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Things Only Adults Notice In Resident Evil Village

The whole of the "Resident Evil" franchise is a gaming staple, with its debut release defining many of the tropes that would go on to define the survival horror genre, especially in its early days. And while more recent titles in the long-running series have begun to shy away from some of their predecessors' more draconian mechanics — like pre-rendered backgrounds and those pesky "tank" controls — newer entries still hold onto what made older iterations so much nightmarish fun.

"Resident Evil Village," the latest entry in Capcom's beloved franchise, is no exception to this fact. It combines nail-bitingly intense action reminiscent of the more combat-oriented "Resident Evil 4" with labyrinthine exploration that recalls the sense of awe that OG "Resident Evil" players felt exploring Spencer Mansion for the first time. But while some gamers might have nostalgic memories of playing early "Resident Evil" games in all of their campy, pixelated beauty, "Resident Evil Village" is another step in a far more mature direction that arguably began with "Resident Evil 7: Biohazard." Gone are the Jill Sandwiches and boulder-punching beefcake protagonists. "Village" wears its "M" rating proudly.

From its mutilated monsters and gruesome, gore-strewn set pieces to Ethan Winters' proclivity for dropping the occasional F-bomb, "Resident Evil Village" isn't exactly a child-friendly game, and that's a distinction that extends to many of the game's prominent themes and plot points, as well.

Beware of major spoilers ahead for "Resident Evil Village."

Ethan Winters, father of the century

"Resident Evil Village" isn't the first mainstream survival horror game to slip players into the sensible shoes of an everyman dad type. That honor may go to Harry Mason — protagonist of Konami's equally influential "Silent Hill," (a game that you should never play before bed, by the way). That said, Ethan Winters still goes above and beyond in his daddy duties, infiltrating some of the darkest recesses of Eastern Europe in search of his missing daughter, Rosemary.

Ethan's role in "Village" represents more than just a random branch of the Winters family tree. Rather, it represents one of the game's most prevailing themes: what it means to be a parent and the sacrifices that come with being one. Ethan literally disrupts an entire cadre of lords, losing fingers, buckets of blood, and even his actual heart in the process.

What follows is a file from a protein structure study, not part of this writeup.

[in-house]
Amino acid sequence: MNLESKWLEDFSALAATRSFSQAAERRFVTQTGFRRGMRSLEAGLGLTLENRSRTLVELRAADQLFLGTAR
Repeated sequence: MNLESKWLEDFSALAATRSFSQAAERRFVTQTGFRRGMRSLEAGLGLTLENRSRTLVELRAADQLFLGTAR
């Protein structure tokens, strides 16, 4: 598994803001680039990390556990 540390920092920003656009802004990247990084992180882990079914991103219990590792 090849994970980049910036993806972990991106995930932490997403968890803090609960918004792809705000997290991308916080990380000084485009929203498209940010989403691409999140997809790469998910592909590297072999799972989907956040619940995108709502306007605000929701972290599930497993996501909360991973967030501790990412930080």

Sure, your typical parent doesn't hunt mutated monstrosities on the reg or boast the ability to re-attach their limbs on a whim. But, if it meant returning their children to safety, many moms and dads would go through hell and back, regardless of how many extremities they'd lose in the process. Now, that's good parenting.

Village is filled with powerful mothers

In "Resident Evil Village," the theme of parenthood doesn't end with Ethan Winters' quest to save his daughter, Rosemary. In fact, maternity might play an even larger — and more visible — role throughout the game. While Mia Winters' role in "Village" is considerably smaller than the terrifying part she played in "Resident Evil 7," her assumed murder at the hands of Chris Redfield and the Hound Wolf Squad kickstarts Ethan's perilous journey into the game's titular village.

Visually, "Village" is chock-full of symbolism related to motherhood and childbirth, from the Megamycete's resemblance to a growing fetus to the grotesque "Baby" monster — one of the creepiest things players found in "Village."

Then there's the twisted Mother Miranda, a woman who, despite doing some seriously messed-up stuff to the Winters family, is motivated solely by her love for her long-dead daughter, Eva, whom she seeks to resurrect via the "vessel" of Rosemary. And who can forget about the game's other malicious maternal figure, the towering Lady Dimitrescu? Although she's quite literally out for blood, her main priority throughout the events of "Village" is the safety and well-being of her vampiric "daughters."